Although I’ve only read one book published by Persephone before now (the delightful Miss Pettigrew Lives for a Day by Winifred Watson) this, combined with the numerous reviews I’ve read for books from this publisher on other blogs, has been sufficient to create a preconception in my mind of what a Persephone book will typically be like. I expect them to be sweet, charming and domestic in focus with a lively wit and intelligence. So when I needed relief from the postmodern meanderings of Paul Auster (which are undoubtedly very clever but, frankly, made my brain hurt more than a little) I turned to my newest Persephone acquisition which I had fortuitously discovered on the shelves of Oxfam that very day. However, these ideas I had have been checked already at only my second Persephone book, The Victorian Chaise-Longue by Marganita Laski. Laski’s book may have the expected domestic setting and it is definitely clever, but goodness me it’s dark! What I expected to be a cosy, pleasant read turned out to be a little slice of nightmare, but for all it flouted my expectations it as nevertheless a stunning book.
First, the reader is introduced to Melanie, a 1950′s wife and mother who has been confined to her bed since the birth of her child as she was taken ill with tuberculosis and has consequently been unable to see her child in case the excitement is too much for her weakened constitution. As the novella starts, the doctor decides that Melanie is well enough to spend the afternoon in a different room to give her a change of scenery and she is carried to the Victorian chaise-longue of the title, a peculiarly compelling item of furniture which Melanie purchased in an antique shop whilst shopping in search of a crib for her coming baby. There, she falls asleep, but on waking Melanie finds herself no longer in the 1950′s but back in 1864 and so the nightmare begins.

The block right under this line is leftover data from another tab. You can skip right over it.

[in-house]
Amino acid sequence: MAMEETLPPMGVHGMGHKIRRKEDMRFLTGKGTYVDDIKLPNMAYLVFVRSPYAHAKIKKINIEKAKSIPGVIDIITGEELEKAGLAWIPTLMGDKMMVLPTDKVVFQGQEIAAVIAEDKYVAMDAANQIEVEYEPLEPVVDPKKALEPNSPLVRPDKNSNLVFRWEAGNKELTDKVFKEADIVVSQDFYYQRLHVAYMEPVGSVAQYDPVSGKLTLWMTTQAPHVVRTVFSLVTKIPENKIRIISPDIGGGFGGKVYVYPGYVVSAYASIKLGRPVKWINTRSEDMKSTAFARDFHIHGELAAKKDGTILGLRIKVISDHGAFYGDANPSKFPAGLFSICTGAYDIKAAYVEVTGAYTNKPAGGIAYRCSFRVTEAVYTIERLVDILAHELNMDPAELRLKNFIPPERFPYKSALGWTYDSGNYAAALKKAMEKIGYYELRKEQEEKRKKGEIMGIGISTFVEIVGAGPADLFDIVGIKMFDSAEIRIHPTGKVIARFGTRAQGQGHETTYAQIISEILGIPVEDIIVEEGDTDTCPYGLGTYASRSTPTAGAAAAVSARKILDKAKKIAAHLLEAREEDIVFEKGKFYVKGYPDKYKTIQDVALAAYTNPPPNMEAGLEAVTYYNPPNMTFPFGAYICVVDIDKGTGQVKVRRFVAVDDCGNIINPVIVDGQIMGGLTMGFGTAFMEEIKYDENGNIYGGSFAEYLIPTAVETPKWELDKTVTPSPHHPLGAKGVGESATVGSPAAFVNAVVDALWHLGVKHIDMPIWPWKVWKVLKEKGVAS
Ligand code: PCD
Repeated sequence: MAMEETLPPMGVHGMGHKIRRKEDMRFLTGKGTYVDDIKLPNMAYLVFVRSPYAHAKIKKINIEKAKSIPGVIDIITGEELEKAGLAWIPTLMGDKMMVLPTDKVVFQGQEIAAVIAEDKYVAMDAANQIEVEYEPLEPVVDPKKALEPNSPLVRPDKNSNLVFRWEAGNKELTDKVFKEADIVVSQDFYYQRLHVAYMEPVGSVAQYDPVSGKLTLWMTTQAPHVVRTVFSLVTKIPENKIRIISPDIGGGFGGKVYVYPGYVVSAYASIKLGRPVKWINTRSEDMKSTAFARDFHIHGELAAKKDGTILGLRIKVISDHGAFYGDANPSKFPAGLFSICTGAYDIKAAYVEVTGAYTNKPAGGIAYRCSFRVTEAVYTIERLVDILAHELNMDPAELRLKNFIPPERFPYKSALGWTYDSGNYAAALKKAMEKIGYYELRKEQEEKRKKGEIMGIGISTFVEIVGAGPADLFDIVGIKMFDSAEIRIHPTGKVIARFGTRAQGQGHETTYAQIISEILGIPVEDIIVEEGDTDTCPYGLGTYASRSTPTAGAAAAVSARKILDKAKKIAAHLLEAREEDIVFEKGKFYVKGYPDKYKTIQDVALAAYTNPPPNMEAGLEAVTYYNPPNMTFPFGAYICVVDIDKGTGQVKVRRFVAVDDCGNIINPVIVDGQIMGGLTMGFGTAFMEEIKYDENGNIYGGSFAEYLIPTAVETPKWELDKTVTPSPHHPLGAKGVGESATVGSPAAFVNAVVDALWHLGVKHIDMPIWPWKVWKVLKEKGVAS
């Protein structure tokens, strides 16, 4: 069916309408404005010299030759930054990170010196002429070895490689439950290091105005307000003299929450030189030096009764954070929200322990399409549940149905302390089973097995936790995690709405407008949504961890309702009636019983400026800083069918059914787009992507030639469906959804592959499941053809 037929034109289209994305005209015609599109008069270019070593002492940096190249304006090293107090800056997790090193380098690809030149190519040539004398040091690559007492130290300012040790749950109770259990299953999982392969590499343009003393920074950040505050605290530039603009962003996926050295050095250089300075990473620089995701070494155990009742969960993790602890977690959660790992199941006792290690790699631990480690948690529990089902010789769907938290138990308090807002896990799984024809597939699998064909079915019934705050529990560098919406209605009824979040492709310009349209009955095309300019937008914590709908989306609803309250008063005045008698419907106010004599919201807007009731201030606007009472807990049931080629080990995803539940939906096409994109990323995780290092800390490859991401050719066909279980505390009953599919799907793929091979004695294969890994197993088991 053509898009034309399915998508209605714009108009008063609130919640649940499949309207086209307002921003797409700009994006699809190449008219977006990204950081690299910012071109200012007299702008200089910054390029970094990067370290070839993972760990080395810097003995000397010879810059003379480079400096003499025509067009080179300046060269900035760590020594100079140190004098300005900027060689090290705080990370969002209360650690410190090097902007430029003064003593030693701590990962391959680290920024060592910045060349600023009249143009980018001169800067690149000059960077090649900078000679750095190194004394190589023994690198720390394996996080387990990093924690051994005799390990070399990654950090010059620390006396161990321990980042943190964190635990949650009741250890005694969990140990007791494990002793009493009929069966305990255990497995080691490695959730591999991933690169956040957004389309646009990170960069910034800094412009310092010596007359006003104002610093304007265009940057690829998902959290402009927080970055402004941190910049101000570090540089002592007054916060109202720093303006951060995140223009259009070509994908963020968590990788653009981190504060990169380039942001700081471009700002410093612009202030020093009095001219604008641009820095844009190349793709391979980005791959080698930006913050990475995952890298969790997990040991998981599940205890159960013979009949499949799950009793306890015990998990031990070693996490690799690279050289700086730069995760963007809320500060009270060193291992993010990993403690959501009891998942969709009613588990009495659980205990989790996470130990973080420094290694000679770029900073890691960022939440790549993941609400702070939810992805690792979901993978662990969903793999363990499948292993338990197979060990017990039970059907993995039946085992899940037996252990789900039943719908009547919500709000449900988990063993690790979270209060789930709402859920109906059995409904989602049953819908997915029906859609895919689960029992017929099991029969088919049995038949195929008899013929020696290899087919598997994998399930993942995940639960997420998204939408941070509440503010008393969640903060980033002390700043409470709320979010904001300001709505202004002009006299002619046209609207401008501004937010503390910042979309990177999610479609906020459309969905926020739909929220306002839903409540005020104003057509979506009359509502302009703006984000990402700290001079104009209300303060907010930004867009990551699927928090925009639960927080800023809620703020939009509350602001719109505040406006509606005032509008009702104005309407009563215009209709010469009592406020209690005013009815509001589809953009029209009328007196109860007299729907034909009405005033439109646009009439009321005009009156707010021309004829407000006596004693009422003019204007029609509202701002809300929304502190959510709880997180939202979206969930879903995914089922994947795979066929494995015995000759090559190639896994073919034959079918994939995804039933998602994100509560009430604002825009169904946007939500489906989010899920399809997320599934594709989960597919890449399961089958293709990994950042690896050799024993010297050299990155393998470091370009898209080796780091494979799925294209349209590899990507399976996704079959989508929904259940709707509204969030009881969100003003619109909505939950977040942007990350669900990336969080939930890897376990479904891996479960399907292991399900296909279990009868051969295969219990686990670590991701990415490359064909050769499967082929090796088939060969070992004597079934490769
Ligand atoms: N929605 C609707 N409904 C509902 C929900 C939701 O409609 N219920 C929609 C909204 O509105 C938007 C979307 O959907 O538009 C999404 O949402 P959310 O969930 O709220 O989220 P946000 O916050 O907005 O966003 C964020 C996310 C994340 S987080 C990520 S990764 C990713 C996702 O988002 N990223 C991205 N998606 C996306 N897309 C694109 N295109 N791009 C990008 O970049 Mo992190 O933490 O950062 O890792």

I thought that Melanie (or Milly as she is known in 1864) was a very interesting character. When the reader sees her in the 1950′s she comes across as docile and rather vacuous, relying on her husband, the nurse and the doctor without any particular opinions or influence of her own, but there is still the feeling that there is something behind her perfect housewife exterior, an intelligence which she keeps hidden for some reason. Ironically, it is only when she is transported back to 1864 that this is revealed: in the modern setting the reader is kept out of Melanie’s head, wheareas all of the Victorian section is shown entirely through her thoughts and reactions. She starts to express her thoughts and try to act only at the time when she is most helpless and she no longer has other people around her to act as props. The nightmare experience of finding herself in an alien time period is the catalyst which forces her to become independent and so in a peculiar way the reader watches her becoming free even as she is trapped.
The most thought provoking aspect of this book is its ambiguity; as I’ve observed, the reader only experiences the time travel through Melanie’s mind and so it is impossible to say what exactly is going on. Is she dreaming? Is she mad? Has she really travelled in time? She retains her modern sensibilities and is aware of herself as Melanie, not Milly, but also has some of Milly’s memories, so who is she really? Has she regressed to a past life? Can she get back or is she trapped? If she dies in the past, what happens to her in the present? The reader is just as confused and disoriented by this sudden, unpredicted change in the direction of the narrative as Melanie is and so is drawn into her panic and horror.
I found this book very effective and I’m very grateful to Persephone for introducing me to a wonderful new author, even if this wasn’t the book that I was expecting at all.
The Victorian Chaise-Longue by Marghanita Laski. Published by Persephone, 1999, pp. 101. Originally published in 1953.